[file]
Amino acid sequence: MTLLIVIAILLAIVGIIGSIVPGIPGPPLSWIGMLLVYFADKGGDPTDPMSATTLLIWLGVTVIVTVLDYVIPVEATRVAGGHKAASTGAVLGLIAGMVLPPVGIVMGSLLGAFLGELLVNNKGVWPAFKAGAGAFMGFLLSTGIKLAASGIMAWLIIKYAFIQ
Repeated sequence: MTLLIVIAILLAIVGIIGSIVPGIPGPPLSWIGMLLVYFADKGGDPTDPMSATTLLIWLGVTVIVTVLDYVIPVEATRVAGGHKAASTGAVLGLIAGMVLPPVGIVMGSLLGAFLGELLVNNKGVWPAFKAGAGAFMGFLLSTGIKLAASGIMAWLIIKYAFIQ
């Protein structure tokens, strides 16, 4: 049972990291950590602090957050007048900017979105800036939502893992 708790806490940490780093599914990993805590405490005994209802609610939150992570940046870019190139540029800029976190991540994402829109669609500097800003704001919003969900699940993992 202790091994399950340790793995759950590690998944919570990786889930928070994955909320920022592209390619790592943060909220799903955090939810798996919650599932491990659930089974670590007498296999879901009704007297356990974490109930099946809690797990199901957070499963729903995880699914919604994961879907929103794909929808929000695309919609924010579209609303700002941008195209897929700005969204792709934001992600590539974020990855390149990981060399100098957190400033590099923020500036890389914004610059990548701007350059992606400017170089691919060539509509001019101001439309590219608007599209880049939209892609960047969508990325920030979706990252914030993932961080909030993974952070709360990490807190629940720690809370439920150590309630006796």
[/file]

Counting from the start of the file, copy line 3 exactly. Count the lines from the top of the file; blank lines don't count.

């Protein structure tokens, strides 16, 4: 049972990291950590602090957050007048900017979105800036939502893992 708790806490940490780093599914990993805590405490005994209802609610939150992570940046870019190139540029800029976190991540994402829109669609500097800003704001919003969900699940993992 202790091994399950340790793995759950590690998944919570990786889930928070994955909320920022592209390619790592943060909220799903955090939810798996919650599932491990659930089974670590007498296999879901009704007297356990974490109930099946809690797990199901957070499963729903995880699914919604994961879907929103794909929808929000695309919609924010579209609303700002941008195209897929700005969204792709934001992600590539974020990855390149990981060399100098957190400033590099923020500036890389914004610059990548701007350059992606400017170089691919060539509509001019101001439309590219608007599209880049939209892609960047969508990325920030979706990252914030993932961080909030993974952070709360990490807190629940720690809370439920150590309630006796």